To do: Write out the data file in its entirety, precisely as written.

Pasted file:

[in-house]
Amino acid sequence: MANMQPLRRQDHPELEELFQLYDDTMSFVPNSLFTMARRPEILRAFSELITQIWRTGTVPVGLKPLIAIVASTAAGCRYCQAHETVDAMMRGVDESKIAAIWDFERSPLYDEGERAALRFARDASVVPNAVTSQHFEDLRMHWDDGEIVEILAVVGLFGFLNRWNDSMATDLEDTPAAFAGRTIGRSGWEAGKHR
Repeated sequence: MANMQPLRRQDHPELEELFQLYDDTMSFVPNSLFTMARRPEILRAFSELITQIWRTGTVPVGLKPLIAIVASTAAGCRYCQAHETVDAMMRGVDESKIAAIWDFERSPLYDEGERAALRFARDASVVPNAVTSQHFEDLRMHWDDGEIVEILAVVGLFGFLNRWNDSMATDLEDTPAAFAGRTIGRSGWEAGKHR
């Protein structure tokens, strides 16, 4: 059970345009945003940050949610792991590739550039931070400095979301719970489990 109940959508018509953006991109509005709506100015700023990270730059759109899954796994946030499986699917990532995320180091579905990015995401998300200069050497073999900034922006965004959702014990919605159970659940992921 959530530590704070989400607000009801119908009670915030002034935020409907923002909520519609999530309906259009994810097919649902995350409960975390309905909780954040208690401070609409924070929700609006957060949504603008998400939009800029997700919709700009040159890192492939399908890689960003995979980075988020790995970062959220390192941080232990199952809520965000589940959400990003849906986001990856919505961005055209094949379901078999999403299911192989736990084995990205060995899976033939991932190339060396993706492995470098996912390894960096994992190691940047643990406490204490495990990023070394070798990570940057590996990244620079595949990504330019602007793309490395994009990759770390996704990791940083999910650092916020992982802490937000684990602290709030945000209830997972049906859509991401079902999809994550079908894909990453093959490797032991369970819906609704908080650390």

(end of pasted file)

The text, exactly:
[in-house]
Amino acid sequence: MANMQPLRRQDHPELEELFQLYDDTMSFVPNSLFTMARRPEILRAFSELITQIWRTGTVPVGLKPLIAIVASTAAGCRYCQAHETVDAMMRGVDESKIAAIWDFERSPLYDEGERAALRFARDASVVPNAVTSQHFEDLRMHWDDGEIVEILAVVGLFGFLNRWNDSMATDLEDTPAAFAGRTIGRSGWEAGKHR
Repeated sequence: MANMQPLRRQDHPELEELFQLYDDTMSFVPNSLFTMARRPEILRAFSELITQIWRTGTVPVGLKPLIAIVASTAAGCRYCQAHETVDAMMRGVDESKIAAIWDFERSPLYDEGERAALRFARDASVVPNAVTSQHFEDLRMHWDDGEIVEILAVVGLFGFLNRWNDSMATDLEDTPAAFAGRTIGRSGWEAGKHR
């Protein structure tokens, strides 16, 4: 059970345009945003940050949610792991590739550039931070400095979301719970489990 109940959508018509953006991109509005709506100015700023990270730059759109899954796994946030499986699917990532995320180091579905990015995401998300200069050497073999900034922006965004959702014990919605159970659940992921 959530530590704070989400607000009801119908009670915030002034935020409907923002909520519609999530309906259009994810097919649902995350409960975390309905909780954040208690401070609409924070929700609006957060949504603008998400939009800029997700919709700009040159890192492939399908890689960003995979980075988020790995970062959220390192941080232990199952809520965000589940959400990003849906986001990856919505961005055209094949379901078999999403299911192989736990084995990205060995899976033939991932190339060396993706492995470098996912390894960096994992190691940047643990406490204490495990990023070394070798990570940057590996990244620079595949990504330019602007793309490395994009990759770390996704990791940083999910650092916020992982802490937000684990602290709030945000209830997972049906859509991401079902999809994550079908894909990453093959490797032991369970819906609704908080650390």